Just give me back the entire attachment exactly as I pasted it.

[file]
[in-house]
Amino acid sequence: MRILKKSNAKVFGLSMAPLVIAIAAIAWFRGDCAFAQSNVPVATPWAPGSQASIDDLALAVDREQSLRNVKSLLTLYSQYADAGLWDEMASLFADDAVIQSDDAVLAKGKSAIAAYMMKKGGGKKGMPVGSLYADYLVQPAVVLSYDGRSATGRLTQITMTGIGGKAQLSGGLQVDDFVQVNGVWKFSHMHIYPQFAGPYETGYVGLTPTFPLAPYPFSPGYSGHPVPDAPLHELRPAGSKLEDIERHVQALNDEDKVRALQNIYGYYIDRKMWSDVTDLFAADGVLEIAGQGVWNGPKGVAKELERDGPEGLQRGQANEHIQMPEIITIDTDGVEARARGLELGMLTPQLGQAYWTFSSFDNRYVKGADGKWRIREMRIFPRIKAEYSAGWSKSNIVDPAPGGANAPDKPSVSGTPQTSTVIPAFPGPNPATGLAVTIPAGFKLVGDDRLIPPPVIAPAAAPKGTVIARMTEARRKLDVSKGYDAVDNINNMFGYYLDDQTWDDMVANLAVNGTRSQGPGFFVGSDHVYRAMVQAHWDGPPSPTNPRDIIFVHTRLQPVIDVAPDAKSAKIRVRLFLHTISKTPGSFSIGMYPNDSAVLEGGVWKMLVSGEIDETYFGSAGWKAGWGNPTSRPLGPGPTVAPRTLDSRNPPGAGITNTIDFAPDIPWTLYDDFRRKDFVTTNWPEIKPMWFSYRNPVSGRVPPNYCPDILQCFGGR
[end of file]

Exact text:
[in-house]
Amino acid sequence: MRILKKSNAKVFGLSMAPLVIAIAAIAWFRGDCAFAQSNVPVATPWAPGSQASIDDLALAVDREQSLRNVKSLLTLYSQYADAGLWDEMASLFADDAVIQSDDAVLAKGKSAIAAYMMKKGGGKKGMPVGSLYADYLVQPAVVLSYDGRSATGRLTQITMTGIGGKAQLSGGLQVDDFVQVNGVWKFSHMHIYPQFAGPYETGYVGLTPTFPLAPYPFSPGYSGHPVPDAPLHELRPAGSKLEDIERHVQALNDEDKVRALQNIYGYYIDRKMWSDVTDLFAADGVLEIAGQGVWNGPKGVAKELERDGPEGLQRGQANEHIQMPEIITIDTDGVEARARGLELGMLTPQLGQAYWTFSSFDNRYVKGADGKWRIREMRIFPRIKAEYSAGWSKSNIVDPAPGGANAPDKPSVSGTPQTSTVIPAFPGPNPATGLAVTIPAGFKLVGDDRLIPPPVIAPAAAPKGTVIARMTEARRKLDVSKGYDAVDNINNMFGYYLDDQTWDDMVANLAVNGTRSQGPGFFVGSDHVYRAMVQAHWDGPPSPTNPRDIIFVHTRLQPVIDVAPDAKSAKIRVRLFLHTISKTPGSFSIGMYPNDSAVLEGGVWKMLVSGEIDETYFGSAGWKAGWGNPTSRPLGPGPTVAPRTLDSRNPPGAGITNTIDFAPDIPWTLYDDFRRKDFVTTNWPEIKPMWFSYRNPVSGRVPPNYCPDILQCFGGR